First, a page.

One of the factors driving the evolution is the integration of AI algorithms into IIoT infrastructure. Capturing data from IIoT devices and bringing it in to analytical models driven by AI can lead to a transformation across all functions of a company, with benefits not restricted to the immediate devices and the processes they serve. To accommodate the AI processing of this data, some vendors are driving AI and ML technologies from the Cloud – by contrast, others are building from the Edge.
There is also something in between. Known as ‘federated learning’, this a combination of smaller applications and the ability to learn and optimize based on data from a fleet of machines.
Another approach is a technique called fog computing where Edge computing is integrated with centralized Cloud computing. Using this type of infrastructure, it is possible to maximize the potential of both approaches while minimizing their limitations. Many companies seek to do this by having their IT infrastructure and a data center at the same sites.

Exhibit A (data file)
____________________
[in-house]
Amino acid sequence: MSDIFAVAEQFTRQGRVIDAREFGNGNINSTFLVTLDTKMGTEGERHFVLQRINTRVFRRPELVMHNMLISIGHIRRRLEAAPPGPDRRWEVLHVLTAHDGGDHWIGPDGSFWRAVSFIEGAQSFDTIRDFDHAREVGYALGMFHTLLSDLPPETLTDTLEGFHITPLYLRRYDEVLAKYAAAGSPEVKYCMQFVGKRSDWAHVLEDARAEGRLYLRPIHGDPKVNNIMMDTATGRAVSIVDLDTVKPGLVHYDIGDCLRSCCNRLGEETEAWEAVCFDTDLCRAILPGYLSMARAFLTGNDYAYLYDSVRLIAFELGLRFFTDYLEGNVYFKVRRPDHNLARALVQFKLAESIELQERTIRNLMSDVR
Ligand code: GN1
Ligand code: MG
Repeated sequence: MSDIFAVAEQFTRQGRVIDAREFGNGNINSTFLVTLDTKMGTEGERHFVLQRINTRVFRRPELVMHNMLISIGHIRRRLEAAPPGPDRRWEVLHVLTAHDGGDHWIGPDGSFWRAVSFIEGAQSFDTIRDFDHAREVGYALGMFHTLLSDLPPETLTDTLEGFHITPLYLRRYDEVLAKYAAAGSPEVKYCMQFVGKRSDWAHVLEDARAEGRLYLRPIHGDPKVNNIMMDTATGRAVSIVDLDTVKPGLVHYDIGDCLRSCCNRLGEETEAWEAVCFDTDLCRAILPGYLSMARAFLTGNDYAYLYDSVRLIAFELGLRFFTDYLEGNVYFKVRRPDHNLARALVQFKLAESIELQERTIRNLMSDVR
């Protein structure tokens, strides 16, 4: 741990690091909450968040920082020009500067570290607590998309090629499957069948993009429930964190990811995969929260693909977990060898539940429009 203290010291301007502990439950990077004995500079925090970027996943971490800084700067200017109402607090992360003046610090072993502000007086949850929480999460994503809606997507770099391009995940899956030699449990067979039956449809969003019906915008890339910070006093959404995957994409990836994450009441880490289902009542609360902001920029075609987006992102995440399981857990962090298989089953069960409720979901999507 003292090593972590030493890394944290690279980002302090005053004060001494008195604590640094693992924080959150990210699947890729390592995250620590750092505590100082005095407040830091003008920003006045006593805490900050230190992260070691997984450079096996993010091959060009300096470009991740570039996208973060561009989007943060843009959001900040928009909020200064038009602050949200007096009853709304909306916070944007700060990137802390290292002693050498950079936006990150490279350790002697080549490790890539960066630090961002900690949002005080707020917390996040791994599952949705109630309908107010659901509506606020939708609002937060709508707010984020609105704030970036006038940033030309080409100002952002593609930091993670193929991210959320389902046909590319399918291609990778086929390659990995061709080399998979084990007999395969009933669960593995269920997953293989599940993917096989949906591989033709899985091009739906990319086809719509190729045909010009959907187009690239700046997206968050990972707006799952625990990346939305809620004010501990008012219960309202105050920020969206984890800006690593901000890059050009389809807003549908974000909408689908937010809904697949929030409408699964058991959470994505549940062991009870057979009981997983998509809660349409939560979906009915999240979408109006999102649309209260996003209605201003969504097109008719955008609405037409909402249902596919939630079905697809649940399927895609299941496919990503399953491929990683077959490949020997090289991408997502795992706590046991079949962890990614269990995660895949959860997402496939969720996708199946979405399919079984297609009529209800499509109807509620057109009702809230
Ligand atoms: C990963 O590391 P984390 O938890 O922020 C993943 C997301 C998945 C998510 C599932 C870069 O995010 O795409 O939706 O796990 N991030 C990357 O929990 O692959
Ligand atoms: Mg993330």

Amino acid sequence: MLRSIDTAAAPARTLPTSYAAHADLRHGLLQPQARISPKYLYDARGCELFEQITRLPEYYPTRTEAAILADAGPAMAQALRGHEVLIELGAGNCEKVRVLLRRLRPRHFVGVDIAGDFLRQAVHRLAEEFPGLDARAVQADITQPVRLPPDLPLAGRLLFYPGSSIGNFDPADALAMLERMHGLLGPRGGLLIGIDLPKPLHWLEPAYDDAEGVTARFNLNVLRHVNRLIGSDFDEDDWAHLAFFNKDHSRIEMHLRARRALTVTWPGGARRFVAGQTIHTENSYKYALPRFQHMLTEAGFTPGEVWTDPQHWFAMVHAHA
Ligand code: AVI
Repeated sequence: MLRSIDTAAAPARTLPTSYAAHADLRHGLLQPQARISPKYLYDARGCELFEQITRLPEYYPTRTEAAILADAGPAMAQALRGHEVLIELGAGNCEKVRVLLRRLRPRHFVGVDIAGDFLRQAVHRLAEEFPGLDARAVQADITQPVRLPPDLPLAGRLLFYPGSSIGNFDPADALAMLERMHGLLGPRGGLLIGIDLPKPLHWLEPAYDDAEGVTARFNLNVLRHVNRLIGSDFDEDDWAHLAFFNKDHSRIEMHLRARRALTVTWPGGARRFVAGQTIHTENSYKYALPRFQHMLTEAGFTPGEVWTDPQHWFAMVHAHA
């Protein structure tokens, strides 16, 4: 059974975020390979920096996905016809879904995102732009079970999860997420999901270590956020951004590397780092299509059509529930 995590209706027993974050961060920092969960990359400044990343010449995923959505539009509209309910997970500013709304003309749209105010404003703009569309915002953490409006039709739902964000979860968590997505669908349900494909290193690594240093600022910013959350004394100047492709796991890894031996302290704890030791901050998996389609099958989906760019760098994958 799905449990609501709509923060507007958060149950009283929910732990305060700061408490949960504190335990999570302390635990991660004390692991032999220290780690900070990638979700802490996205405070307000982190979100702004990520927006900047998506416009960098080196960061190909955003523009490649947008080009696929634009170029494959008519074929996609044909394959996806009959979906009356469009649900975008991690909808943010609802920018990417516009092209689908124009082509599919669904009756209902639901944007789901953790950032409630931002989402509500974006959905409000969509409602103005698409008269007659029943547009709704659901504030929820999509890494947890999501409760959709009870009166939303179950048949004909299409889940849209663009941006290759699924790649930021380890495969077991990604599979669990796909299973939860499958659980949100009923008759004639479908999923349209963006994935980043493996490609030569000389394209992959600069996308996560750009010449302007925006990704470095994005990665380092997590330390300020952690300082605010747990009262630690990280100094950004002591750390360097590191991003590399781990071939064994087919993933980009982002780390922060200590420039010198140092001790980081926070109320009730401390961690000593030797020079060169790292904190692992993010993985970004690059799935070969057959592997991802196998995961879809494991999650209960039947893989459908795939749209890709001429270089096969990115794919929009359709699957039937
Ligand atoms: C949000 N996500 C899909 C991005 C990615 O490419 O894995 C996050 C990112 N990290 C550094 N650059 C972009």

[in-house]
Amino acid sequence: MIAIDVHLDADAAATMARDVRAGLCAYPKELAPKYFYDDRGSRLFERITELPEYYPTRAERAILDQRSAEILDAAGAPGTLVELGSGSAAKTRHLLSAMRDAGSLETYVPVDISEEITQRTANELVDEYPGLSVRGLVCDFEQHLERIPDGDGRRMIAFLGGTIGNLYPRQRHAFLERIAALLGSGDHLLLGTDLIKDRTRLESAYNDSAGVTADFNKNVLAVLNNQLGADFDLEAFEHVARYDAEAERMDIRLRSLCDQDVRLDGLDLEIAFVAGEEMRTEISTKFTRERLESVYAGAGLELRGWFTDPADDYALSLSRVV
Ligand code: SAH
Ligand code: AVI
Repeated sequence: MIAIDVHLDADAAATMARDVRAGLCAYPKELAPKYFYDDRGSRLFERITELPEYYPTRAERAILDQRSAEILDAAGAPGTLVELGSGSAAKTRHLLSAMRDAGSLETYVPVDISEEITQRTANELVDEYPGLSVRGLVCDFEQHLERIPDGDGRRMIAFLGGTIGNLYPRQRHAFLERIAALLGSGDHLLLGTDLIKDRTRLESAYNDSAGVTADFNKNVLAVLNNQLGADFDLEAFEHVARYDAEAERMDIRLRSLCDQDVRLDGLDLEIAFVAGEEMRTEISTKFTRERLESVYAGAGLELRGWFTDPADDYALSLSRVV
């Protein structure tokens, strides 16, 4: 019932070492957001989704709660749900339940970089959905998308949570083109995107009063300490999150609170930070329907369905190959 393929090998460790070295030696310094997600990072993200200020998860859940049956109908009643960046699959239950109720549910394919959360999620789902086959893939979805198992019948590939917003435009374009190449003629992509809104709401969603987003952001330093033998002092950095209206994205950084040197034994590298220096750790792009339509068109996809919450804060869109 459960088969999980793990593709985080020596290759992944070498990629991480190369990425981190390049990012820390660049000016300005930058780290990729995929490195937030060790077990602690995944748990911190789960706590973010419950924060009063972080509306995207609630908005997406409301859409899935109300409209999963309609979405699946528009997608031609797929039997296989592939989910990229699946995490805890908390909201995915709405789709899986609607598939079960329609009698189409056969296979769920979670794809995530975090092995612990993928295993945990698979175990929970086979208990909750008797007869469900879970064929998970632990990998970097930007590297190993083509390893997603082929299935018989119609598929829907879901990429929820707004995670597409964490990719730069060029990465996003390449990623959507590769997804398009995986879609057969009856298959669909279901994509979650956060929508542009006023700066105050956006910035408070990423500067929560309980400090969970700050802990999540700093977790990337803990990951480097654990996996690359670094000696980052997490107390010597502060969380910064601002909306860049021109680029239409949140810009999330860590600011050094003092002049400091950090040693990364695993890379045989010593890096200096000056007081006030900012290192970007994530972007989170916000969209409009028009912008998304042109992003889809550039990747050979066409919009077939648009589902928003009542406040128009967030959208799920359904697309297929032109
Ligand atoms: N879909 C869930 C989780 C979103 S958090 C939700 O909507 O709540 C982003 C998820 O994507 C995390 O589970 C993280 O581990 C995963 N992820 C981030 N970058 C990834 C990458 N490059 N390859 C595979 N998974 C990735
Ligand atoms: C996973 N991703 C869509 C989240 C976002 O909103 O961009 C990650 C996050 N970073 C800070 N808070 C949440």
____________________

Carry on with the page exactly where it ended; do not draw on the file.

Edge application services are also taking off. By providing basic IaaS and PaaS and advanced Cloud-native programming services on distributed Edge computing infrastructure, these services reduce the volumes of data to be moved, as well as the distance that data must travel. These services have only intermittent contact with the public Cloud and major data centers, providing lower latency and reducing transmission costs.
In conclusion then, the question for companies looking to get more out of their data, present in IIoT devices and control systems, is not one of whether the Edge or the Cloud is the best, but rather which one offers the best solution for their application and whether they could be used together to deliver the greatest benefits.
As both continue to evolve, the lines are blurring, and companies will have many more options for unlocking the power of their raw data that can be used to deliver deeper insights into their operations.
Narasimham Parimi, is the Digital Products Portfolio Manager for ABB Process Control Products.